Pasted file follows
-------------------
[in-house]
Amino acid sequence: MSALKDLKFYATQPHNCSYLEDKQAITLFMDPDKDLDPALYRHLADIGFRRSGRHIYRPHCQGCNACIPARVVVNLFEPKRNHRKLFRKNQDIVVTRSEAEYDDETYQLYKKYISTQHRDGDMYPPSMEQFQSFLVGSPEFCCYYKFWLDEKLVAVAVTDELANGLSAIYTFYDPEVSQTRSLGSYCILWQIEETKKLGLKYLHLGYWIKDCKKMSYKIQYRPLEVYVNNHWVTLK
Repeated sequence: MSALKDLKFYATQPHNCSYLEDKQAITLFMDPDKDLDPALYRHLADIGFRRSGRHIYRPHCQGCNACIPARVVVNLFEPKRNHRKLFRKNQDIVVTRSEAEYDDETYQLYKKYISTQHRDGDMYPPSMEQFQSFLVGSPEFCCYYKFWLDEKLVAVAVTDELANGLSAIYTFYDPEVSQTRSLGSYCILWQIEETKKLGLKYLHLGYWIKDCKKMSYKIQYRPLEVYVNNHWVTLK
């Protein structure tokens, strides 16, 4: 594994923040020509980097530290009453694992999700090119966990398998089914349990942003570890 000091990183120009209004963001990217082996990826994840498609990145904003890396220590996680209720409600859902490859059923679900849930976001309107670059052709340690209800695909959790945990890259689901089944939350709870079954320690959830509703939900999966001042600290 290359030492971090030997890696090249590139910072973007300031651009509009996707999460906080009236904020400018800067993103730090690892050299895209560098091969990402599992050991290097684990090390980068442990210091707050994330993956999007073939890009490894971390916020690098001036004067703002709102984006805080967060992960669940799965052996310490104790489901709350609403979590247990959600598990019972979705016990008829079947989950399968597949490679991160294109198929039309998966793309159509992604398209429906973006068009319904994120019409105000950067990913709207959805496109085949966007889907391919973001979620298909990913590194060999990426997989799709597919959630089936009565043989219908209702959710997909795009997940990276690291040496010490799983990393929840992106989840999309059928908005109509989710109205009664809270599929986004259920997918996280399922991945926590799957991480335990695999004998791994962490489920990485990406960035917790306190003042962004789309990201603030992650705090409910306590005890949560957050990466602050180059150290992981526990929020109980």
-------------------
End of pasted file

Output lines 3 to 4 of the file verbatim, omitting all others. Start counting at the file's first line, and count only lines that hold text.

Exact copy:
Repeated sequence: MSALKDLKFYATQPHNCSYLEDKQAITLFMDPDKDLDPALYRHLADIGFRRSGRHIYRPHCQGCNACIPARVVVNLFEPKRNHRKLFRKNQDIVVTRSEAEYDDETYQLYKKYISTQHRDGDMYPPSMEQFQSFLVGSPEFCCYYKFWLDEKLVAVAVTDELANGLSAIYTFYDPEVSQTRSLGSYCILWQIEETKKLGLKYLHLGYWIKDCKKMSYKIQYRPLEVYVNNHWVTLK
């Protein structure tokens, strides 16, 4: 594994923040020509980097530290009453694992999700090119966990398998089914349990942003570890 000091990183120009209004963001990217082996990826994840498609990145904003890396220590996680209720409600859902490859059923679900849930976001309107670059052709340690209800695909959790945990890259689901089944939350709870079954320690959830509703939900999966001042600290 290359030492971090030997890696090249590139910072973007300031651009509009996707999460906080009236904020400018800067993103730090690892050299895209560098091969990402599992050991290097684990090390980068442990210091707050994330993956999007073939890009490894971390916020690098001036004067703002709102984006805080967060992960669940799965052996310490104790489901709350609403979590247990959600598990019972979705016990008829079947989950399968597949490679991160294109198929039309998966793309159509992604398209429906973006068009319904994120019409105000950067990913709207959805496109085949966007889907391919973001979620298909990913590194060999990426997989799709597919959630089936009565043989219908209702959710997909795009997940990276690291040496010490799983990393929840992106989840999309059928908005109509989710109205009664809270599929986004259920997918996280399922991945926590799957991480335990695999004998791994962490489920990485990406960035917790306190003042962004789309990201603030992650705090409910306590005890949560957050990466602050180059150290992981526990929020109980």